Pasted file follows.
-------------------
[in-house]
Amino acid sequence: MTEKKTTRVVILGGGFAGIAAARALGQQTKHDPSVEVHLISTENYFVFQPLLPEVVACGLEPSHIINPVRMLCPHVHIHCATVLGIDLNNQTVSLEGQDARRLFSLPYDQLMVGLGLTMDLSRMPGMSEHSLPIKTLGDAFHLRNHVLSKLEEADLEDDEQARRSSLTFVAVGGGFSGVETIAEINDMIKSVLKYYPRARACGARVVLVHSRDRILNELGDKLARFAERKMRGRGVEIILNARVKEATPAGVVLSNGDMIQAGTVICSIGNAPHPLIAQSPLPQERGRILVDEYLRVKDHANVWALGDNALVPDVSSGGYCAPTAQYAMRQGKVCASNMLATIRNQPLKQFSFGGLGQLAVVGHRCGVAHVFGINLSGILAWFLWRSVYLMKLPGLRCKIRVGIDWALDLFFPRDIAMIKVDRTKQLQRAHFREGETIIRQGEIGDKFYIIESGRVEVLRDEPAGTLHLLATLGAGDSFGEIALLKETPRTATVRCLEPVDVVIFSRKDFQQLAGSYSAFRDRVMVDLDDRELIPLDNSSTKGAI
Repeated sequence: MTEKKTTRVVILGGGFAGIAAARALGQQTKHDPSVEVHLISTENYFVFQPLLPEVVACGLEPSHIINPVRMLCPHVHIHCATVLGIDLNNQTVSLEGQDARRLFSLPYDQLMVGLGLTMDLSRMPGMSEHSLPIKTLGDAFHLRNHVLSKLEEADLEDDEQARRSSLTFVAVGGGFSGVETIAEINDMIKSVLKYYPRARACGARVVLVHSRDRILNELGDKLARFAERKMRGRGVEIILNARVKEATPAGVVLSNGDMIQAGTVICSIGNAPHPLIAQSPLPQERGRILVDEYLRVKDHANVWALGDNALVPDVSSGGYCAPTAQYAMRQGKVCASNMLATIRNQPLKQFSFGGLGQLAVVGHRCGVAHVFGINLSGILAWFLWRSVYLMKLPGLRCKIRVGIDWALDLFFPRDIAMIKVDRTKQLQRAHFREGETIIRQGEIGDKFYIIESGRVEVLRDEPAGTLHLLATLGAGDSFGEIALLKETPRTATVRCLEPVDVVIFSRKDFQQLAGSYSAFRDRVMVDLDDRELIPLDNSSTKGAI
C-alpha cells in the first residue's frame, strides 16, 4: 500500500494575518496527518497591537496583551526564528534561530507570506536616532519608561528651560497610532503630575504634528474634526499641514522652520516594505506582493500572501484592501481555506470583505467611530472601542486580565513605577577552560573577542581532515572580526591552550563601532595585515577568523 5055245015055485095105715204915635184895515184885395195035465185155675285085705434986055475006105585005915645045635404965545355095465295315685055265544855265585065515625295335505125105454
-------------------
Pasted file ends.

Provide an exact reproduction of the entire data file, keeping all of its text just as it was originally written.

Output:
[in-house]
Amino acid sequence: MTEKKTTRVVILGGGFAGIAAARALGQQTKHDPSVEVHLISTENYFVFQPLLPEVVACGLEPSHIINPVRMLCPHVHIHCATVLGIDLNNQTVSLEGQDARRLFSLPYDQLMVGLGLTMDLSRMPGMSEHSLPIKTLGDAFHLRNHVLSKLEEADLEDDEQARRSSLTFVAVGGGFSGVETIAEINDMIKSVLKYYPRARACGARVVLVHSRDRILNELGDKLARFAERKMRGRGVEIILNARVKEATPAGVVLSNGDMIQAGTVICSIGNAPHPLIAQSPLPQERGRILVDEYLRVKDHANVWALGDNALVPDVSSGGYCAPTAQYAMRQGKVCASNMLATIRNQPLKQFSFGGLGQLAVVGHRCGVAHVFGINLSGILAWFLWRSVYLMKLPGLRCKIRVGIDWALDLFFPRDIAMIKVDRTKQLQRAHFREGETIIRQGEIGDKFYIIESGRVEVLRDEPAGTLHLLATLGAGDSFGEIALLKETPRTATVRCLEPVDVVIFSRKDFQQLAGSYSAFRDRVMVDLDDRELIPLDNSSTKGAI
Repeated sequence: MTEKKTTRVVILGGGFAGIAAARALGQQTKHDPSVEVHLISTENYFVFQPLLPEVVACGLEPSHIINPVRMLCPHVHIHCATVLGIDLNNQTVSLEGQDARRLFSLPYDQLMVGLGLTMDLSRMPGMSEHSLPIKTLGDAFHLRNHVLSKLEEADLEDDEQARRSSLTFVAVGGGFSGVETIAEINDMIKSVLKYYPRARACGARVVLVHSRDRILNELGDKLARFAERKMRGRGVEIILNARVKEATPAGVVLSNGDMIQAGTVICSIGNAPHPLIAQSPLPQERGRILVDEYLRVKDHANVWALGDNALVPDVSSGGYCAPTAQYAMRQGKVCASNMLATIRNQPLKQFSFGGLGQLAVVGHRCGVAHVFGINLSGILAWFLWRSVYLMKLPGLRCKIRVGIDWALDLFFPRDIAMIKVDRTKQLQRAHFREGETIIRQGEIGDKFYIIESGRVEVLRDEPAGTLHLLATLGAGDSFGEIALLKETPRTATVRCLEPVDVVIFSRKDFQQLAGSYSAFRDRVMVDLDDRELIPLDNSSTKGAI
C-alpha cells in the first residue's frame, strides 16, 4: 500500500494575518496527518497591537496583551526564528534561530507570506536616532519608561528651560497610532503630575504634528474634526499641514522652520516594505506582493500572501484592501481555506470583505467611530472601542486580565513605577577552560573577542581532515572580526591552550563601532595585515577568523 5055245015055485095105715204915635184895515184885395195035465185155675285085705434986055475006105585005915645045635404965545355095465295315685055265544855265585065515625295335505125105454